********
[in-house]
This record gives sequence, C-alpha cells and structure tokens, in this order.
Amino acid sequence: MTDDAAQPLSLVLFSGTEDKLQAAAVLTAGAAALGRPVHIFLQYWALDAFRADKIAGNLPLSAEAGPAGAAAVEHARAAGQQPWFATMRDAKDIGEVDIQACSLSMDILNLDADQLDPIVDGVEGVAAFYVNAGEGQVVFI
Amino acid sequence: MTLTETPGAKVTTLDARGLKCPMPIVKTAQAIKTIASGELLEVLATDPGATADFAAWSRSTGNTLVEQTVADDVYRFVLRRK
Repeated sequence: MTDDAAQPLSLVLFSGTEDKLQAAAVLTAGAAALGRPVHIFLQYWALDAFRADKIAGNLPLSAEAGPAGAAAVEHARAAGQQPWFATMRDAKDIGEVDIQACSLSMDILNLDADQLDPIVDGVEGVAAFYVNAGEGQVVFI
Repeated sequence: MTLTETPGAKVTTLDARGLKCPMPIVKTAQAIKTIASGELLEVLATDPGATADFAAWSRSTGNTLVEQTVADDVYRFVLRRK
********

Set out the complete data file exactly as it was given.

[in-house]
This record gives sequence, C-alpha cells and structure tokens, in this order.
Amino acid sequence: MTDDAAQPLSLVLFSGTEDKLQAAAVLTAGAAALGRPVHIFLQYWALDAFRADKIAGNLPLSAEAGPAGAAAVEHARAAGQQPWFATMRDAKDIGEVDIQACSLSMDILNLDADQLDPIVDGVEGVAAFYVNAGEGQVVFI
Amino acid sequence: MTLTETPGAKVTTLDARGLKCPMPIVKTAQAIKTIASGELLEVLATDPGATADFAAWSRSTGNTLVEQTVADDVYRFVLRRK
Repeated sequence: MTDDAAQPLSLVLFSGTEDKLQAAAVLTAGAAALGRPVHIFLQYWALDAFRADKIAGNLPLSAEAGPAGAAAVEHARAAGQQPWFATMRDAKDIGEVDIQACSLSMDILNLDADQLDPIVDGVEGVAAFYVNAGEGQVVFI
Repeated sequence: MTLTETPGAKVTTLDARGLKCPMPIVKTAQAIKTIASGELLEVLATDPGATADFAAWSRSTGNTLVEQTVADDVYRFVLRRK